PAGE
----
Development resources

 

 

HTC VIVE & OCULUS RIFT - TECHNICAL SPECIFICATIONS

Minimum specs. - VR Machine:

Video Card: NVIDIA GTX 970 / AMD 290 equivalent or greater
CPU: Intel i5-4590
equivalent or greater
Memory: 8GB RAM
Vide
o output: Compatible HDMI 1.4 video output
USB Ports: 3x USB 3.0 ports
OS: Windows 7 bit or newer

Recommended specs. - VR Machine:

Video Card: NVIDIA GeForce GTX 1060 equivalent or greater
CPU: Intel i5-4590
equivalent or greater
Memory: 16GB RAM
Vide
o output: Compatible HDMI 1.4 video output
USB Ports: 3x USB 3.0 ports
OS: Windows 7 bit or newer

 

MOBILE VR - TECHNICAL SPECIFICATIONS

Which phones/tools that are used during the development process is up to the participant. However, the finished project must run smoothly on one of the below listed cell phones/VR platforms (chosen by the participant).

Samsung Gear VR
Samsung Galaxy S6 or later

Google Daydream
Google Pixel (32GB storage)

Google Cardboard
iPhone 5 or later
Samsung Galaxy S II or later

 

USEFUL WEBPAGES

There are many websites with useful information about VR-development.  We recommend you go exploring on the web.

Listed below, are some central web pages pertaining to the various virtual reality platforms.  Furthermore, some advice and links are provided regarding the issue of motion sickness that some people experience when trying VR.

 

OCCULUS/HTC

Oculus Rift
https://developer.oculus.com/

HTC Vive
https://www.htcvive.com/us/develop_portal/

 

MOBILE VR

 

Google Cardboard
https://developers.google.com/vr/concepts/overview-cardboard

 

Google Daydream
https://developers.google.com/vr/concepts/overview-daydream

 

Samsung Gear VR
https://resources.samsungdevelopers.com/Gear_VR

https://developer3.oculus.com/documentation/mobilesdk/latest/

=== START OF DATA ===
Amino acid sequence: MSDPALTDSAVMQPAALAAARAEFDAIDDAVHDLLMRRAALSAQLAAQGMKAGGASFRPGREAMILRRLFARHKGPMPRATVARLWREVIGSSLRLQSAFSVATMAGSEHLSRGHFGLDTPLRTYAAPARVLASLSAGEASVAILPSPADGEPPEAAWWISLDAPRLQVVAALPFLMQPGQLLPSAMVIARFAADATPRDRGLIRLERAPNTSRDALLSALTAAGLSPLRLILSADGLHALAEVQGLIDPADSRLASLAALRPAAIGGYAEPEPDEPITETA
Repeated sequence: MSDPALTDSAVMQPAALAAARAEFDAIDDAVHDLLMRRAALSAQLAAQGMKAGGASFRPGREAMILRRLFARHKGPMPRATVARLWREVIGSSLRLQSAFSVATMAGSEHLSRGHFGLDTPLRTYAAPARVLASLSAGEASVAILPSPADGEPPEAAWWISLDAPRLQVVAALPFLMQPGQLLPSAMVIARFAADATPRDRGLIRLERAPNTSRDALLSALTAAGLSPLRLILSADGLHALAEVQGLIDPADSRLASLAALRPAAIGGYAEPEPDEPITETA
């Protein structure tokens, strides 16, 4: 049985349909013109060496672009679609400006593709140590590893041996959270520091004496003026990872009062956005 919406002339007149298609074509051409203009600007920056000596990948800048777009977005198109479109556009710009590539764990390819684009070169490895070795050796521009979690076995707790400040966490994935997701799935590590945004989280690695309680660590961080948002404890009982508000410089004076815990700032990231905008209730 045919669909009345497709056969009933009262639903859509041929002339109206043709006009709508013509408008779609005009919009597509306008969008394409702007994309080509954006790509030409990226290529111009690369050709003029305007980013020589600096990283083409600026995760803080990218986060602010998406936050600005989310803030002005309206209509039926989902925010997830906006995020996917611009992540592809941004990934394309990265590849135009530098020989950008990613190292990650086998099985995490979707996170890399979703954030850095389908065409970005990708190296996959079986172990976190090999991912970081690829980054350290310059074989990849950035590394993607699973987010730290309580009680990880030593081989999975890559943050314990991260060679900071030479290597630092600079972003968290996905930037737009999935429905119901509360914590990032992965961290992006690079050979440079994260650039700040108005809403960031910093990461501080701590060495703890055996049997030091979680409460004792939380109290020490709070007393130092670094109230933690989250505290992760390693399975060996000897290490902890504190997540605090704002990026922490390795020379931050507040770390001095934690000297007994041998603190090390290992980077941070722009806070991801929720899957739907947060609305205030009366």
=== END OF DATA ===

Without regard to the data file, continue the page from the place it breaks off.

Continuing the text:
ENGINES / STEAM

 

Unity
https://unity3d.com/learn/tutorials/topics/virtual-reality/getting-started-vr-development

 

Unreal

https://www.unrealengine.com/vr

 

Steam portal
https://support.steampowered.com/kb_article.php?ref=1131-WSFG-3320

 

 

 

MOTION SICKNESS/SIMULATOR SICKNESS

When creating VR projects, consider the issue of motion sickness (simulator sickness) and think about how to avoid causing it.

 

Information about motion sickness in VR can can be found online. Here are a few web pages with such information:

 

https://developer3.oculus.com/documentation/intro-vr/latest/concepts/bp_app_simulator_sickness/

 

http://www.digitaltrends.com/virtual-reality/vr-motion-sickness-field-of-view/

 

http://phys.org/news/2016-03-virtual-reality-creators-motion-sickness.html

http://www.livescience.com/54478-why-vr-makes-you-sick.html

MOVEMENT IN VR

When designing how the player can move over a distance, try to do it in a way that minimizes the risk of motion sickness.

 

Generally speaking, there exist three alternatives to move over a distance in VR:

 

1. Locked: The viewer moves physically within a defined area (eg. 2x2 meters) and perhaps jumps to other nearby locations by using "teleportation".

2. On rails:  The viewer moves forward automatically, as a passenger, on a set path without the possibility to significantly influence the direction of the journey.

 

3. Cockpit: The viewer can, with some mode of transportation, actively control the direction of the travel in the experience, e.g. like a pilot in an airplane.